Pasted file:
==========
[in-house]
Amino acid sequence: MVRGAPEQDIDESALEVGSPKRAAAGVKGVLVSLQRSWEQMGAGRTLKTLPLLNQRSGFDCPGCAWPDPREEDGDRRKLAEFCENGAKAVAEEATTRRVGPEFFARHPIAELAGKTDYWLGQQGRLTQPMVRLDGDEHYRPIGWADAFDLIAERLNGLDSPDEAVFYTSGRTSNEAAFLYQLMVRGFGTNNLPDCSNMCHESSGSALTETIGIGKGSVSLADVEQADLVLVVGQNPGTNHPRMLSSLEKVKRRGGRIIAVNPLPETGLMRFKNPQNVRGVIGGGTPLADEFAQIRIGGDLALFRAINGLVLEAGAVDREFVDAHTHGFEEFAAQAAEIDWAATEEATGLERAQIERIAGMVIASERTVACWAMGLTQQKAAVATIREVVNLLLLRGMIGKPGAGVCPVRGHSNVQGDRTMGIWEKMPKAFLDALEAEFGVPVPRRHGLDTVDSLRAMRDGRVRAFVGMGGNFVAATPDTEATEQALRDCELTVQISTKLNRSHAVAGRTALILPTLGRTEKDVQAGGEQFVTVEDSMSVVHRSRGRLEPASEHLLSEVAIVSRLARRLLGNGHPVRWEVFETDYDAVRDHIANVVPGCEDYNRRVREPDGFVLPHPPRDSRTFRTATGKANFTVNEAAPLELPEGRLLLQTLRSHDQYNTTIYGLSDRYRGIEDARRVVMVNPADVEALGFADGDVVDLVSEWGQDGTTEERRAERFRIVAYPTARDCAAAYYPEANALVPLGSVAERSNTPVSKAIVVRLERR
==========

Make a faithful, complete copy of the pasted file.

[in-house]
Amino acid sequence: MVRGAPEQDIDESALEVGSPKRAAAGVKGVLVSLQRSWEQMGAGRTLKTLPLLNQRSGFDCPGCAWPDPREEDGDRRKLAEFCENGAKAVAEEATTRRVGPEFFARHPIAELAGKTDYWLGQQGRLTQPMVRLDGDEHYRPIGWADAFDLIAERLNGLDSPDEAVFYTSGRTSNEAAFLYQLMVRGFGTNNLPDCSNMCHESSGSALTETIGIGKGSVSLADVEQADLVLVVGQNPGTNHPRMLSSLEKVKRRGGRIIAVNPLPETGLMRFKNPQNVRGVIGGGTPLADEFAQIRIGGDLALFRAINGLVLEAGAVDREFVDAHTHGFEEFAAQAAEIDWAATEEATGLERAQIERIAGMVIASERTVACWAMGLTQQKAAVATIREVVNLLLLRGMIGKPGAGVCPVRGHSNVQGDRTMGIWEKMPKAFLDALEAEFGVPVPRRHGLDTVDSLRAMRDGRVRAFVGMGGNFVAATPDTEATEQALRDCELTVQISTKLNRSHAVAGRTALILPTLGRTEKDVQAGGEQFVTVEDSMSVVHRSRGRLEPASEHLLSEVAIVSRLARRLLGNGHPVRWEVFETDYDAVRDHIANVVPGCEDYNRRVREPDGFVLPHPPRDSRTFRTATGKANFTVNEAAPLELPEGRLLLQTLRSHDQYNTTIYGLSDRYRGIEDARRVVMVNPADVEALGFADGDVVDLVSEWGQDGTTEERRAERFRIVAYPTARDCAAAYYPEANALVPLGSVAERSNTPVSKAIVVRLERR